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8. Axolotl

The Lazarus of the animal world, this salamander has fascinating healing powers, with an ability to regrow limbs, parts of its brain and spinal chord. Its feathery gills and lidless eyes are explained by the fact that it remains in larval stage throughout its life. It is often mistaken for a fish, but is actually an amphibian.

Where to spot them

The Mexican axolotl is critically endangered and in the wild can only be found in Lake Xochimilco, near Mexico City.

9. Babirusa

The babirusa's tusks have inspired masks among the islanders who share the pig-deer's habitat, and have been known to be presented as gifts to visitors.

 The tusks are highly prized

The animal is protected in Indonesia and poaching is illegal, but they are still threatened by hunters, as well as deforestation.

Where to spot them

The babirusa can be found in the Adudu Nantu and Tangkoko nature reserve in North Sulawesi, Indonesia.

10. Proboscis monkey

The Malay for this primate is orang belanda, or 'Dutchman' – supposedly because its pot belly and large nose reminded locals of Borneo's first European settlers. Writing about a trip to Borneo for Telegraph Travel in 2009, Frank Gardner described seeing "a female with her baby clinging to the soft fur of her underbelly as she leapt and swung through the trees".

The monkey weighs up to 23 kilograms and will only eat unripe fruit – the sugars in softer fruits ferment in their stomachs, which can cause fatal bloating.

Where to spot them

The proboscis monkey is indigenous to Borneo and is usually found in coastal areas.

11. Treehoppers

These insects are masters at the art of camouflage, using their horn-like protrusions to resemble dead leaves in the presence of predators.

 Treehoppers are widely distributed

Their powerful hind legs allow them to scarper if their ruse is rumbled. There are over 3,200 species, but individuals can only expect to live for a few months.

Where to spot them

Treehoppers are found on every continent except Antarctica.

12. Puss moth larva

Its face might put you off your lunch. The puss moth larva's appearance is a defensive strategy designed to deter predators – although the more persistent may also find themselves doused in the formic acid the creature is capable of squirting.

Where to spot them

Woods, parks and gardens across much of Europe and Asia (including Britain).

13. Ground pangolin

Also known as Temminck's pangolin or the Cape pangolin, the ground pangolin is the world's only warm-blooded creature that is completely covered in scales.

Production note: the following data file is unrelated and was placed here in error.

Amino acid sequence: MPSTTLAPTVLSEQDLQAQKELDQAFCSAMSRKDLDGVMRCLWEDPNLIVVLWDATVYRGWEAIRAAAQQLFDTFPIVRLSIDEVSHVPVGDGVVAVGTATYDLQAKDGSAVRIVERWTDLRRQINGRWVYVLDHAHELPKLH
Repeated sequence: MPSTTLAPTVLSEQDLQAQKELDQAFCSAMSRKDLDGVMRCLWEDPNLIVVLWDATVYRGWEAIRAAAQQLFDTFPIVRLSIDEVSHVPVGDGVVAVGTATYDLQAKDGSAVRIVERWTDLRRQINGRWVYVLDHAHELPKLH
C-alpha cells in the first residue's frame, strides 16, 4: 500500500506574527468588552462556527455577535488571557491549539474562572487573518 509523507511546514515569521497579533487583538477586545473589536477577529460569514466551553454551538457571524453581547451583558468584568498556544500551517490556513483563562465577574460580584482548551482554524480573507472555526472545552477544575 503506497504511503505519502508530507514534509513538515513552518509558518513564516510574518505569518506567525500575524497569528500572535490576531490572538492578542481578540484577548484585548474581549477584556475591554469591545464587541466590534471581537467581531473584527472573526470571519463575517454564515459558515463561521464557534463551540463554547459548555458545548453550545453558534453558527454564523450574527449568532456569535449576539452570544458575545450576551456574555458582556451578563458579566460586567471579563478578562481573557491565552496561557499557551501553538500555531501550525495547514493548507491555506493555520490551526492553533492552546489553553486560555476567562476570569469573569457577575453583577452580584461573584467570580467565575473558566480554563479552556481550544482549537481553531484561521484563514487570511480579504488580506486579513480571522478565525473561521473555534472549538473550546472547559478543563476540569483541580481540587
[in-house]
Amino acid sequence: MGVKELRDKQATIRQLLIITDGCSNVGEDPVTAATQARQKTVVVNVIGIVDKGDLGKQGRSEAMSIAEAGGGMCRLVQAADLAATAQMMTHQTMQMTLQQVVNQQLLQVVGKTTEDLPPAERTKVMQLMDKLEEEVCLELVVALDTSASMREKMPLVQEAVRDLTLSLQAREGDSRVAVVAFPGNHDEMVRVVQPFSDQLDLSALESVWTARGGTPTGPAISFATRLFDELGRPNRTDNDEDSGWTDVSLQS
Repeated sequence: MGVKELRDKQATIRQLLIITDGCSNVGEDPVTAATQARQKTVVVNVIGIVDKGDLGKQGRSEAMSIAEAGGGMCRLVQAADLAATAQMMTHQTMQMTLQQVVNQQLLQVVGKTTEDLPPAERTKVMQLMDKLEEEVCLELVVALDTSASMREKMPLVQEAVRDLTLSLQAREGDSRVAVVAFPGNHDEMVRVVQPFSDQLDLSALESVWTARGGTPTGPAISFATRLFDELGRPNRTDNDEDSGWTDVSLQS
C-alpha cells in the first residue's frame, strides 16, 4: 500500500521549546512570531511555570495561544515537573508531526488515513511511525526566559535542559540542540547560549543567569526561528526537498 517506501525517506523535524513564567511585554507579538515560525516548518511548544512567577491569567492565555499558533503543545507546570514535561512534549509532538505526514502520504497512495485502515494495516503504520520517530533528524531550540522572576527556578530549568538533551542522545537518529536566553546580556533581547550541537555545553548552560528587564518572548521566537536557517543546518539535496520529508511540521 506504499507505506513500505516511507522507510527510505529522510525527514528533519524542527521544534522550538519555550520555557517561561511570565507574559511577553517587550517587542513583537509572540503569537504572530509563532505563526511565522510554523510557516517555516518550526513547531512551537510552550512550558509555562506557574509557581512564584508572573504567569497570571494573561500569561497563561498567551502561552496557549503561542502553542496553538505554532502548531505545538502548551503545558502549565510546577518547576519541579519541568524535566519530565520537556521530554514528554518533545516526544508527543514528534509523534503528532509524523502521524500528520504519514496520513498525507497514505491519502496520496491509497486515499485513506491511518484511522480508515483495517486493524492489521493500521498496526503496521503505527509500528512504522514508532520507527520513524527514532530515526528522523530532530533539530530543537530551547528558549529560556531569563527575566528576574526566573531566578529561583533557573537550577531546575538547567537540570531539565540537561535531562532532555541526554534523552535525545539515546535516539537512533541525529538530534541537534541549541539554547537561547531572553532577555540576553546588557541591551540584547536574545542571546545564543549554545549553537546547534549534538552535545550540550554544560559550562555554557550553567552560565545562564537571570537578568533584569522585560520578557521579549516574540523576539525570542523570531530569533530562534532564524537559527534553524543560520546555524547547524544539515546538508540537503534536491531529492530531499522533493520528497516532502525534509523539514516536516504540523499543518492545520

The armour-clad pangolin

It uses them to form a tough armour-clad ball when it is threatened, alongside a foul-smelling spray emitted from its anal glands.

Where to spot them

Across sub-Saharan Africa, perhaps in Botswana's Kwando Reserve and Okavango Delta – but as pangolins are one of the world' most critically endangered species, sightings are rare.

14. Leaf-horned frog

This amphibian lurks on the forest floor, but its scaly skin camouflages it against the surrounding foliage, enabling it to swallow its prey – crabs, lizards, small rodents and other frogs – whole as soon as they come within reach.

Where to spot them

The upland forests of South-East Asia, including the nature reserves of Sabah, southern Thailand and Peninsular Malaysia. They are, however, extremely difficult to spot and amphibian lovers travelling east to see them should not be disappointed if they do not emerge.

15. Shoebill

This large African bird – also known as the whalehead or shoe-billed stork – has an unfortunate beak – perhaps 10 centimetres wide and 23 centimetres long.

 Its feet are outsize too

It also has exceptionally large feet, with the middle toe reaching 16.8 to 18.5 centimetres in length.

Where to spot them

The wetlands of the Great Bangweulu Basin in Zambia.

100 Bizarre Animals by Mike Unwin is published by Bradt Travel Guides

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This article was written by Lizzie Porter from The Daily Telegraph and was legally licensed through the NewsCred publisher network.

Lizzie Porter

Lizzie Porter is a Content Editor on Telegraph Travel. Her favourite destinations are the Middle East and France, and top of her "to-do" list is diving in French Polynesia. Her interests are varied, going from hiking and coasteering to advising on travel fashion and beauty. You can follow her on Twitter: @lcmporter.